Western Solomons Research Database
 
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solomon

fishtrap

solomonsolomon

ane.straume@student.uib.no

THE BACKGROUND FOR THE
WESTERN SOLOMONS RESEARCH DATABASE

The western parts of Solomon Islands were long a neglected corner of the archipelago in terms of research. Only a handful of scholars worked there during the 1970s and 1980s. This, however, changed rapidly during the 1990s as an increasing number of scholars in anthropology, linguistics, archaeology, marine studies and other disciplines of the social sciences, humanities and natural sciences embarked on what for quite a few was to become long-term and continuing research engagements in these islands. Gradually, this increasing range of overseas scholars with a commitment to the Western Solomons has been further expanded by Solomon Islanders who have embarked on their own careers of academic studies, policy-making and development work.

As scholars with interest in the Western Solomons, we have all to a considerable degree enjoyed the support of the successive governments of Western Province. Many of us have experienced enlightened approaches taken by provincial leadership to visiting scholars and their work, including the operation from the mid-1980s to the Tension years of a Cultural Affairs Office in Gizo. Indeed, the background for this project is a specific initiative from Hon. Alex Lokopio, the current Premier of Western Province.

We all remember the terrible earthquake and tsunami that hit the Western Solomons in April 2007. Following this, Professor Edvard Hviding (who has had the privilege of carrying out research in the Western Province continuously since 1986) and Dr. Graham Baines (known to many as a key person in the development of policy and research in the Western Solomons during the 1980s) approached a number of Western Solomons leaders to discuss ways in which the collective and accumulated research expertise on the province could be brought to bear on the post-disaster challenges and to the longer-term needs of the people of the Western Solomons. This discussion built on ideas developed earlier in 2007 by the Hon. Job D. Tausinga and Edvard Hviding about how a  large number of mainly overseas scholars and their expertise on many different facets of life in the Western Solomons could be brought into closer dialogue with planners and decision-makers on local, provincial and national levels. This said, our effort also recognizes that there an increasing number of scholars from Solomon Islands already at work in government, NGOs and academia in the Solomons, representing an expertise that in unique ways bridges scholarship and in-country priorities, and which is covered by this database initiative.

Under the designation "The Bergen Initiative: Connecting scholarship to practical needs in the Western Solomons", these initial ideas were developed into concrete plans during visits to Honiara and Gizo by Graham Baines in July 2007, and by Edvard Hviding in August-September 2007. Discussions were held with several Members of Parliament, with the Western Province Premier and Provincial Secretary, and with other Western Solomons leaders in government and civil society. Connections were also made nationally to the research policy focus of the Ministry of Education and Human Resources Development. In a letter dated 16th July 2007 from Premier Lokopio, Edvard Hviding was requested to arrange for "a review of all the research done in Western Solomons in recent years so that we have a better idea of its value for us in the west, and so that we can explain the results of this research to our public". During a meeting on 3rd September 2007 with the Premier in Gizo, it was agreed that the requested review should include the development of an online database, with particular reference to the rapid spread of internet access to many parts of the province, and to the needs of Solomon Islanders studying or working overseas.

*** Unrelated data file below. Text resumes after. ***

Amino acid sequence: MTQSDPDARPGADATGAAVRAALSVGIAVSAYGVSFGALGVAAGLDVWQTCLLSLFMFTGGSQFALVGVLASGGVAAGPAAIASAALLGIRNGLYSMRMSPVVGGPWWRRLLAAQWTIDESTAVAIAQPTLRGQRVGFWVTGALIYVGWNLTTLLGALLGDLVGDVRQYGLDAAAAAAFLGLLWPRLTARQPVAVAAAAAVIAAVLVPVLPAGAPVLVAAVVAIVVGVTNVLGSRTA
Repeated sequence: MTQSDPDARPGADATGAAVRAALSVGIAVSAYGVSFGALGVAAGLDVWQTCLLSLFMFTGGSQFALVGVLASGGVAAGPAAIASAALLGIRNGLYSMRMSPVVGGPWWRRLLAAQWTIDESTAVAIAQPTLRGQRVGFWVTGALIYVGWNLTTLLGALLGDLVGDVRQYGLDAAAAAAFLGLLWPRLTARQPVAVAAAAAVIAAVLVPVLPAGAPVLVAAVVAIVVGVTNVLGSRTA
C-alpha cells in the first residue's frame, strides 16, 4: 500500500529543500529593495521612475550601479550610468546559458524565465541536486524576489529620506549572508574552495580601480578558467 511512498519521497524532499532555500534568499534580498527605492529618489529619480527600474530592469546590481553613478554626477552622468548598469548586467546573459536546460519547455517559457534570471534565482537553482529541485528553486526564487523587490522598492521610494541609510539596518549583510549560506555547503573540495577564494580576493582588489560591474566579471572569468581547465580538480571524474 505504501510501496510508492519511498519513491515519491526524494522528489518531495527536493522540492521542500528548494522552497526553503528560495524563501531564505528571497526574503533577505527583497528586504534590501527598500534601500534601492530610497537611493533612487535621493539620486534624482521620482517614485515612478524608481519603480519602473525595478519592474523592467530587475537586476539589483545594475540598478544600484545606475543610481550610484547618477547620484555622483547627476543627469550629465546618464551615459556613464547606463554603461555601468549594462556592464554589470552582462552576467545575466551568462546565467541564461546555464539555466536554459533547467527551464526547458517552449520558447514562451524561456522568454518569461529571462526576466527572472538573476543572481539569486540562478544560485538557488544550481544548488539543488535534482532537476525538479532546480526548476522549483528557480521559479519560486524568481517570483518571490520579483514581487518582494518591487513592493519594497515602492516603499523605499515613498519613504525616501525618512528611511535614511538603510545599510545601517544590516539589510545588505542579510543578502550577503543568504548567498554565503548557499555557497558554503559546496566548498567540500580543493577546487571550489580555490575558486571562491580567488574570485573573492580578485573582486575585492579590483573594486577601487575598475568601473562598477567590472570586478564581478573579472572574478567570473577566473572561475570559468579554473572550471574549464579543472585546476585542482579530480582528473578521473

Through 2007-2007 a list has been compiled of about 75 scholars whose long- or short-term work in the Western Solomons has taken place after about 1980. Dr. Cato Berg, another University of Bergen anthropologist with research experience from the Western Solomons, has handled the correspondence with this large network of scholars, and has compiled the materials for the database. The Western Solomons Research Database is launched with the full participation of about 30 of these scholars, but many more are in the process of being added. This online database is initially hosted at the University of Bergen and operated by the Bergen Pacific Studies research group, but the aim is to establish a parallel operation of the database from Solomon Islands.  

straume isabel
straume kia

       
       

Through 2007-2007 a list has been compiled of about 75 scholars whose long- or short-term work in the Western Solomons has taken place after about 1980. Dr. Cato Berg, another University of Bergen anthropologist with research experience from the Western Solomons, has handled the correspondence with this large network of scholars, and has compiled the materials for the database. The Western Solomons Research Database is launched with the full participation of about 30 of these scholars, but many more are in the process of being added. This online database is initially hosted at the University of Bergen and operated by the Bergen Pacific Studies research group, but the aim is to establish a parallel operation of the database from Solomon Islands.

 

 


Western Solomons
westernsolomons.uib.no
Updated 12 January, 2011